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How to Tell When ‘Humans’ Die in a U.S. War

ABC World News’ David Muir (9/30/12) took note of the 2,000th U.S. military death in Afghanistan this way:

Overseas now to Afghanistan, and a stark reminder tonight of the human cost of war. An attack at a checkpoint left two Americans dead, one of them a serviceman, the 2,000th U.S. military death since the war began.

That kind of language is revealing in that it presents American deaths as evidence of the “human cost of war.” But, of course, that is a human cost almost every day most wars. What they’re saying is this is primarily something we should think about when the humans in question are U.S. troops.

We don’t need to search very far to find a counter-example. On the very same show, two weeks earlier (9/16/12) , viewers were told about a NATO airstrike that killed eight Afghan women. They had been out collecting firewood.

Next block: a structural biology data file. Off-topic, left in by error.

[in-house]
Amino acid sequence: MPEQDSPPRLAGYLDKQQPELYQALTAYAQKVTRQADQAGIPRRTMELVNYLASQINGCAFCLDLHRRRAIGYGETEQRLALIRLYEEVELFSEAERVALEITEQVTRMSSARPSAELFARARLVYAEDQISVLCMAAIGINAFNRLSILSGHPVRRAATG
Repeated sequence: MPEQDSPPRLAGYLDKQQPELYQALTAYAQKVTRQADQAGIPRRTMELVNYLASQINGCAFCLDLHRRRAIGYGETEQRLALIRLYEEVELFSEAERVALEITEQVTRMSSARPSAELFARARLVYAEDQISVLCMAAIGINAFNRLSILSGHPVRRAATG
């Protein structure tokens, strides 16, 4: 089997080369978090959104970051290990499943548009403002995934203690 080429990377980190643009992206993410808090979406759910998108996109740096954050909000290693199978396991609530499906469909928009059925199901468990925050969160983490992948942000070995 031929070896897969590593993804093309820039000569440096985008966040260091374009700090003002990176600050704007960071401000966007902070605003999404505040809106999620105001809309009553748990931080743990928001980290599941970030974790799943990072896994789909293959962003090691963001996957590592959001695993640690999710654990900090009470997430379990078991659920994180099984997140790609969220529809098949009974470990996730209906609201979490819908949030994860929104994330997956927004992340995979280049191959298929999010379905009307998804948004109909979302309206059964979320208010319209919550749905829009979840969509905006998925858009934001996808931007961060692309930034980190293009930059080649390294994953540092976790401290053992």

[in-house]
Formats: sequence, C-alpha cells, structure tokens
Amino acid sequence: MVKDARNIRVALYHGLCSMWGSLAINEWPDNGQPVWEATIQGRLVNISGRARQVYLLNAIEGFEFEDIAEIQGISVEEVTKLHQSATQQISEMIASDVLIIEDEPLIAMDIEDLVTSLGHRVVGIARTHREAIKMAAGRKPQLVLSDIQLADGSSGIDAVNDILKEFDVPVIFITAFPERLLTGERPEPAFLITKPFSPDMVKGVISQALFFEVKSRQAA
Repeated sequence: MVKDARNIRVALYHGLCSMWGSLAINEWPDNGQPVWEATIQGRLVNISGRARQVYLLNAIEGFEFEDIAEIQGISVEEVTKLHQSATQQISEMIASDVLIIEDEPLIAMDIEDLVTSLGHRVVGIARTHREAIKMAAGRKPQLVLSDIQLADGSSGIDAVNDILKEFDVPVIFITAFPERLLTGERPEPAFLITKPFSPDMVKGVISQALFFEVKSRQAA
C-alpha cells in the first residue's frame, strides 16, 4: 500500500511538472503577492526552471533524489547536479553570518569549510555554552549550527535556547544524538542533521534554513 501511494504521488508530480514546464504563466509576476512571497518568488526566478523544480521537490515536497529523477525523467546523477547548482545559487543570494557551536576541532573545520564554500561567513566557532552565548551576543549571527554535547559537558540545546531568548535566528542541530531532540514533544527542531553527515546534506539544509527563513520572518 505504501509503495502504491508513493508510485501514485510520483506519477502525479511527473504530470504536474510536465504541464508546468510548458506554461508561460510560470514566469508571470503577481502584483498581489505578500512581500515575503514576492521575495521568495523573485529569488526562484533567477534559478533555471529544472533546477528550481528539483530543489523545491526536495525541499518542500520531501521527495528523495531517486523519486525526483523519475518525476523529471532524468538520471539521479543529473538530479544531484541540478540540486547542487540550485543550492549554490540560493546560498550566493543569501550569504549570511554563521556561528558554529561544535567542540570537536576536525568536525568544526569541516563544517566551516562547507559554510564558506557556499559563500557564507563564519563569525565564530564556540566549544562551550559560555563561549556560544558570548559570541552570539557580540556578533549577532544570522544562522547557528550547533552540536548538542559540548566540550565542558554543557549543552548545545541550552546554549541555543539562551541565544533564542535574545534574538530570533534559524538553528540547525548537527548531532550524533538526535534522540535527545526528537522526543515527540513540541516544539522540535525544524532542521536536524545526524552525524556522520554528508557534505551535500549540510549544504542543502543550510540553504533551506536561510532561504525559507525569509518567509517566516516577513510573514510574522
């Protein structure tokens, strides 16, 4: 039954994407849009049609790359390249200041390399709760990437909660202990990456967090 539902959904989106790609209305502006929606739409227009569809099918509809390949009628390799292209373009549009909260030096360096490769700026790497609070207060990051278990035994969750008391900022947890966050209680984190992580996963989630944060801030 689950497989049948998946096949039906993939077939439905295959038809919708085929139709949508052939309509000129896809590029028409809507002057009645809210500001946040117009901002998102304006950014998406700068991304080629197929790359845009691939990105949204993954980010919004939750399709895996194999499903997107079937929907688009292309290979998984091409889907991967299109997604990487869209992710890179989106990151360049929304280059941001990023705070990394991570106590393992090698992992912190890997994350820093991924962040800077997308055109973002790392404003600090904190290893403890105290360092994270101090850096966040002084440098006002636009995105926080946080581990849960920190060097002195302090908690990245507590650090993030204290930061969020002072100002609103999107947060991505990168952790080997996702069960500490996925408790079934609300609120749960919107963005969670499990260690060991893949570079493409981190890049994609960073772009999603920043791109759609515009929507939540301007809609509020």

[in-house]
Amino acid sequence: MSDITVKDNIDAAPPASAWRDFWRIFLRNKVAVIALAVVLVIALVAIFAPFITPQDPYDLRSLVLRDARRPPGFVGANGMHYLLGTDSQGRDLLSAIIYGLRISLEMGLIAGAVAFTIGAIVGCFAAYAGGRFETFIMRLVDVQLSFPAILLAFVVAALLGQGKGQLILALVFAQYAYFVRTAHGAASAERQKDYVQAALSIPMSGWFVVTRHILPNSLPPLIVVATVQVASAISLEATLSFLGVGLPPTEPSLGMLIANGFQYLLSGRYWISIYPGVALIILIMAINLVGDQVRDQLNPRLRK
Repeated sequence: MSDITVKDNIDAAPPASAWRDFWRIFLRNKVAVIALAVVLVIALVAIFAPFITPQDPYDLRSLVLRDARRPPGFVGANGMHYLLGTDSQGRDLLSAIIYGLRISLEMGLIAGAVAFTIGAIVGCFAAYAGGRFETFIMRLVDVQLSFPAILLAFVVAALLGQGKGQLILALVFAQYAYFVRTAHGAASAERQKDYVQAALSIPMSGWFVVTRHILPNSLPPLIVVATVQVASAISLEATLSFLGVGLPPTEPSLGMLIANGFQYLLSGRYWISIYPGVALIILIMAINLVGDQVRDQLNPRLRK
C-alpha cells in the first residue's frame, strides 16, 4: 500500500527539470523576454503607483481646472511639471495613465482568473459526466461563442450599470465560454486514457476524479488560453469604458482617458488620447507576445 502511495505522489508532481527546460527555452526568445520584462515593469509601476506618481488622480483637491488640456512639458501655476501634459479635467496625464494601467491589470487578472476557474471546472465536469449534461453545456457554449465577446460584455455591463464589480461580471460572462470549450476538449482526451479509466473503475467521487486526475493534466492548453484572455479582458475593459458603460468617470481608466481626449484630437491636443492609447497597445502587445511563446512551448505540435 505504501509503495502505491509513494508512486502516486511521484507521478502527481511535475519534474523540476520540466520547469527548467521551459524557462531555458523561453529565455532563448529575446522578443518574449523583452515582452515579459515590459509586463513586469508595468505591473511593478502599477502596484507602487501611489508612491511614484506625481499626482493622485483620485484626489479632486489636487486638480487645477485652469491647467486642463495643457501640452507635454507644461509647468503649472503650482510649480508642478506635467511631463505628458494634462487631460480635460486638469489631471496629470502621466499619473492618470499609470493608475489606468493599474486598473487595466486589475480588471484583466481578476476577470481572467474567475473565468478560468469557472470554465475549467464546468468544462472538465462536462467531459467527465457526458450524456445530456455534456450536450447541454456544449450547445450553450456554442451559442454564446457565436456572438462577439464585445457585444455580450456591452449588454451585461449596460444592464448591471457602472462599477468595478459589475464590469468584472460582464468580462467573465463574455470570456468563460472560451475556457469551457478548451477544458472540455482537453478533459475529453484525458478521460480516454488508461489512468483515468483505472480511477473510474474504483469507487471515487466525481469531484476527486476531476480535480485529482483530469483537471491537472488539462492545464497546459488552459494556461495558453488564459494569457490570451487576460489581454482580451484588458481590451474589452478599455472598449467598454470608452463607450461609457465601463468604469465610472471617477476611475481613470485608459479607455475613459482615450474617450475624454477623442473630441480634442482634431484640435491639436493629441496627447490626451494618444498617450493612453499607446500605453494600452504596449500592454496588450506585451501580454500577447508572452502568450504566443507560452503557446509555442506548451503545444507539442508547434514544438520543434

How did ABC report these deaths? In all of one sentence, stuffed at the end of a report by correspondent Muhammad Lila about U.S. troop deaths:

And late this evening, another incident that’s causing tension here. NATO is confirming that an air strike has led to civilian casualties, reportedly including Afghan women and children.

Last year, in a very similar incident, a NATO airstrike killed nine boys. And ABC’s brief report (3/6/11) focused on Afghan president Hamid Karzai’s “harsh words for the U.S.”



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